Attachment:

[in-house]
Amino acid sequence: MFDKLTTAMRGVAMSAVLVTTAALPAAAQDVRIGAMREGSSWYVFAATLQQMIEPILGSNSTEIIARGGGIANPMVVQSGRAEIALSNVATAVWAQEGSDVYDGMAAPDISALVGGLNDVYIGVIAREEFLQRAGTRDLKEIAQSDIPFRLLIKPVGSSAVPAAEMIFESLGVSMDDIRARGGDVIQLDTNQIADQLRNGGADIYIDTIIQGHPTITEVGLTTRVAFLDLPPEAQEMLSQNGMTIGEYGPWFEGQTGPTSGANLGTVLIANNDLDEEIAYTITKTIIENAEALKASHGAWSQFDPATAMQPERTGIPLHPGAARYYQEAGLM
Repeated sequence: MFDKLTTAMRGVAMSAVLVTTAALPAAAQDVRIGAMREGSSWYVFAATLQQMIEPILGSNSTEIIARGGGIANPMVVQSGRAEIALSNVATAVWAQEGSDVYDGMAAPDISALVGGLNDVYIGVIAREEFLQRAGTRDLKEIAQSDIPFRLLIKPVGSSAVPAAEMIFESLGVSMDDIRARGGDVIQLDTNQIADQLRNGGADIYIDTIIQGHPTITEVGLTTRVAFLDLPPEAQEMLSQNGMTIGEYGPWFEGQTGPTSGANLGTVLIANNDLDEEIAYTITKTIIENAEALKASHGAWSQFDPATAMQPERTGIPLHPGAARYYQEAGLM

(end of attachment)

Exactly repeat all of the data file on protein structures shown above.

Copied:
[in-house]
Amino acid sequence: MFDKLTTAMRGVAMSAVLVTTAALPAAAQDVRIGAMREGSSWYVFAATLQQMIEPILGSNSTEIIARGGGIANPMVVQSGRAEIALSNVATAVWAQEGSDVYDGMAAPDISALVGGLNDVYIGVIAREEFLQRAGTRDLKEIAQSDIPFRLLIKPVGSSAVPAAEMIFESLGVSMDDIRARGGDVIQLDTNQIADQLRNGGADIYIDTIIQGHPTITEVGLTTRVAFLDLPPEAQEMLSQNGMTIGEYGPWFEGQTGPTSGANLGTVLIANNDLDEEIAYTITKTIIENAEALKASHGAWSQFDPATAMQPERTGIPLHPGAARYYQEAGLM
Repeated sequence: MFDKLTTAMRGVAMSAVLVTTAALPAAAQDVRIGAMREGSSWYVFAATLQQMIEPILGSNSTEIIARGGGIANPMVVQSGRAEIALSNVATAVWAQEGSDVYDGMAAPDISALVGGLNDVYIGVIAREEFLQRAGTRDLKEIAQSDIPFRLLIKPVGSSAVPAAEMIFESLGVSMDDIRARGGDVIQLDTNQIADQLRNGGADIYIDTIIQGHPTITEVGLTTRVAFLDLPPEAQEMLSQNGMTIGEYGPWFEGQTGPTSGANLGTVLIANNDLDEEIAYTITKTIIENAEALKASHGAWSQFDPATAMQPERTGIPLHPGAARYYQEAGLM